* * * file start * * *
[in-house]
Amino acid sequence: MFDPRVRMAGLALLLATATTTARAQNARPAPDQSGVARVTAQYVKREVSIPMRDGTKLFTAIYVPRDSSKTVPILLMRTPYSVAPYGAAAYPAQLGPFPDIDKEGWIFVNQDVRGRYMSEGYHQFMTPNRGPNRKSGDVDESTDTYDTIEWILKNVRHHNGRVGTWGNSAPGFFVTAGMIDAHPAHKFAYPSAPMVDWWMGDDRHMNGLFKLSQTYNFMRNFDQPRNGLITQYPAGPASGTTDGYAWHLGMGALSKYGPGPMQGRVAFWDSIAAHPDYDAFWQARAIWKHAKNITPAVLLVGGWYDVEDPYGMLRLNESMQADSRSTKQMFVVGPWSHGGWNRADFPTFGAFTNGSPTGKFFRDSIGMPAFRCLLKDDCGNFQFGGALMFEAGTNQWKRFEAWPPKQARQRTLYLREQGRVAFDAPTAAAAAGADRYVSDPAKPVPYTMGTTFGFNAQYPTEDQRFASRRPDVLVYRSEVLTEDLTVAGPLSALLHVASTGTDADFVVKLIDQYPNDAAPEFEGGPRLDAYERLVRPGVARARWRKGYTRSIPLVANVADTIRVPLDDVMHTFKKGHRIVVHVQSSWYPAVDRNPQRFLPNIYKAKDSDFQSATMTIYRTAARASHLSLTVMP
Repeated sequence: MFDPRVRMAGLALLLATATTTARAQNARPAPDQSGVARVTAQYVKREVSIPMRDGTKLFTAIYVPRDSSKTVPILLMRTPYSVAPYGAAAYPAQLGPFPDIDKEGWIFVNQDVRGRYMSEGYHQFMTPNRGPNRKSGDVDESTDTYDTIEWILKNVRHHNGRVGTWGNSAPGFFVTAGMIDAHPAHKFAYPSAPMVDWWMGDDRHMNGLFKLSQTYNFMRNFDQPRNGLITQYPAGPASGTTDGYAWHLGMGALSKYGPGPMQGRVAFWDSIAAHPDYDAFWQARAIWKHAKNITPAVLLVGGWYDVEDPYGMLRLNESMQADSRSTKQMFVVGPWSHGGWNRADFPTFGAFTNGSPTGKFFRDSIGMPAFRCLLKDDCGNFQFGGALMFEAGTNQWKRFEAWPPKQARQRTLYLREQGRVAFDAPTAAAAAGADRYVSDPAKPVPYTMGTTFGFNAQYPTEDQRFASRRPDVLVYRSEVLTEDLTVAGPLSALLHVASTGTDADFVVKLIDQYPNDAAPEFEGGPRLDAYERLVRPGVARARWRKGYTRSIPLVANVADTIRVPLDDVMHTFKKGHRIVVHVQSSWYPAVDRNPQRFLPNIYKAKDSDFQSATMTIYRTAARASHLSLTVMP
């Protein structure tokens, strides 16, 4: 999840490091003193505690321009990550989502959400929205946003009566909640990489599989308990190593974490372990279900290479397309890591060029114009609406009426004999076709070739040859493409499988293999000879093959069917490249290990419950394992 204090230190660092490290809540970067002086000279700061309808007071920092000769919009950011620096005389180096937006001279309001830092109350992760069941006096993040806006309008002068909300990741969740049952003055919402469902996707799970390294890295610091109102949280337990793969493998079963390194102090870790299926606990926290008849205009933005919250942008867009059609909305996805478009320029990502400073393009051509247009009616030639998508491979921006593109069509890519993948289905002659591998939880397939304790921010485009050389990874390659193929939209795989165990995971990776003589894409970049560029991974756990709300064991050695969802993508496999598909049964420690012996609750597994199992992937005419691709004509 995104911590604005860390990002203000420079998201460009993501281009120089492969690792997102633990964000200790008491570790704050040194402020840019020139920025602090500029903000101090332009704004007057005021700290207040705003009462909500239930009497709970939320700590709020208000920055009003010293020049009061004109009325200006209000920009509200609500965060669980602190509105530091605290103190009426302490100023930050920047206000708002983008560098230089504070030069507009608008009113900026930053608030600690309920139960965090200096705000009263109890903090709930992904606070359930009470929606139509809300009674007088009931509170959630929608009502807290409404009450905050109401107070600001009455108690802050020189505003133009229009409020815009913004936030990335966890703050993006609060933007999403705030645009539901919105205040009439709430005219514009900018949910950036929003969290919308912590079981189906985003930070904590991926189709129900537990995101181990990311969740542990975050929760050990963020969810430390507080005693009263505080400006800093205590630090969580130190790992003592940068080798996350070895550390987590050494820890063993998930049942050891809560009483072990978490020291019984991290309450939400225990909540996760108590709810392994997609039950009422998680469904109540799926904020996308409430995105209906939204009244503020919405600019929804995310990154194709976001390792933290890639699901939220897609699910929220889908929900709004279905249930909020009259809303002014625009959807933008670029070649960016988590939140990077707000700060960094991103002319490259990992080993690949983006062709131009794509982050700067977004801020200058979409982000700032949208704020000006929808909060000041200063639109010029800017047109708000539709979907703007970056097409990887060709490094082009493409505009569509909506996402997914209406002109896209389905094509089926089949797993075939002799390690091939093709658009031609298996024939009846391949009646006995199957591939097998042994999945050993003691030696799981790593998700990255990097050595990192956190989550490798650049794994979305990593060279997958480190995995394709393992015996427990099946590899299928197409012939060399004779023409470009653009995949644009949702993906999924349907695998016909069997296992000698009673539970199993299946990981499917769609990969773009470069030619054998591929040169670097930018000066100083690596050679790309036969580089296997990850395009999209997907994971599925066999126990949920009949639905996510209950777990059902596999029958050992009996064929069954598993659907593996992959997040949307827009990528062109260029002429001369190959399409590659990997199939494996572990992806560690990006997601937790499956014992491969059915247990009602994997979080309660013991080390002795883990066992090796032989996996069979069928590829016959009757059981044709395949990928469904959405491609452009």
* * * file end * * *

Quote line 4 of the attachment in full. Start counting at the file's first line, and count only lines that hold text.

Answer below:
């Protein structure tokens, strides 16, 4: 999840490091003193505690321009990550989502959400929205946003009566909640990489599989308990190593974490372990279900290479397309890591060029114009609406009426004999076709070739040859493409499988293999000879093959069917490249290990419950394992 204090230190660092490290809540970067002086000279700061309808007071920092000769919009950011620096005389180096937006001279309001830092109350992760069941006096993040806006309008002068909300990741969740049952003055919402469902996707799970390294890295610091109102949280337990793969493998079963390194102090870790299926606990926290008849205009933005919250942008867009059609909305996805478009320029990502400073393009051509247009009616030639998508491979921006593109069509890519993948289905002659591998939880397939304790921010485009050389990874390659193929939209795989165990995971990776003589894409970049560029991974756990709300064991050695969802993508496999598909049964420690012996609750597994199992992937005419691709004509 995104911590604005860390990002203000420079998201460009993501281009120089492969690792997102633990964000200790008491570790704050040194402020840019020139920025602090500029903000101090332009704004007057005021700290207040705003009462909500239930009497709970939320700590709020208000920055009003010293020049009061004109009325200006209000920009509200609500965060669980602190509105530091605290103190009426302490100023930050920047206000708002983008560098230089504070030069507009608008009113900026930053608030600690309920139960965090200096705000009263109890903090709930992904606070359930009470929606139509809300009674007088009931509170959630929608009502807290409404009450905050109401107070600001009455108690802050020189505003133009229009409020815009913004936030990335966890703050993006609060933007999403705030645009539901919105205040009439709430005219514009900018949910950036929003969290919308912590079981189906985003930070904590991926189709129900537990995101181990990311969740542990975050929760050990963020969810430390507080005693009263505080400006800093205590630090969580130190790992003592940068080798996350070895550390987590050494820890063993998930049942050891809560009483072990978490020291019984991290309450939400225990909540996760108590709810392994997609039950009422998680469904109540799926904020996308409430995105209906939204009244503020919405600019929804995310990154194709976001390792933290890639699901939220897609699910929220889908929900709004279905249930909020009259809303002014625009959807933008670029070649960016988590939140990077707000700060960094991103002319490259990992080993690949983006062709131009794509982050700067977004801020200058979409982000700032949208704020000006929808909060000041200063639109010029800017047109708000539709979907703007970056097409990887060709490094082009493409505009569509909506996402997914209406002109896209389905094509089926089949797993075939002799390690091939093709658009031609298996024939009846391949009646006995199957591939097998042994999945050993003691030696799981790593998700990255990097050595990192956190989550490798650049794994979305990593060279997958480190995995394709393992015996427990099946590899299928197409012939060399004779023409470009653009995949644009949702993906999924349907695998016909069997296992000698009673539970199993299946990981499917769609990969773009470069030619054998591929040169670097930018000066100083690596050679790309036969580089296997990850395009999209997907994971599925066999126990949920009949639905996510209950777990059902596999029958050992009996064929069954598993659907593996992959997040949307827009990528062109260029002429001369190959399409590659990997199939494996572990992806560690990006997601937790499956014992491969059915247990009602994997979080309660013991080390002795883990066992090796032989996996069979069928590829016959009757059981044709395949990928469904959405491609452009």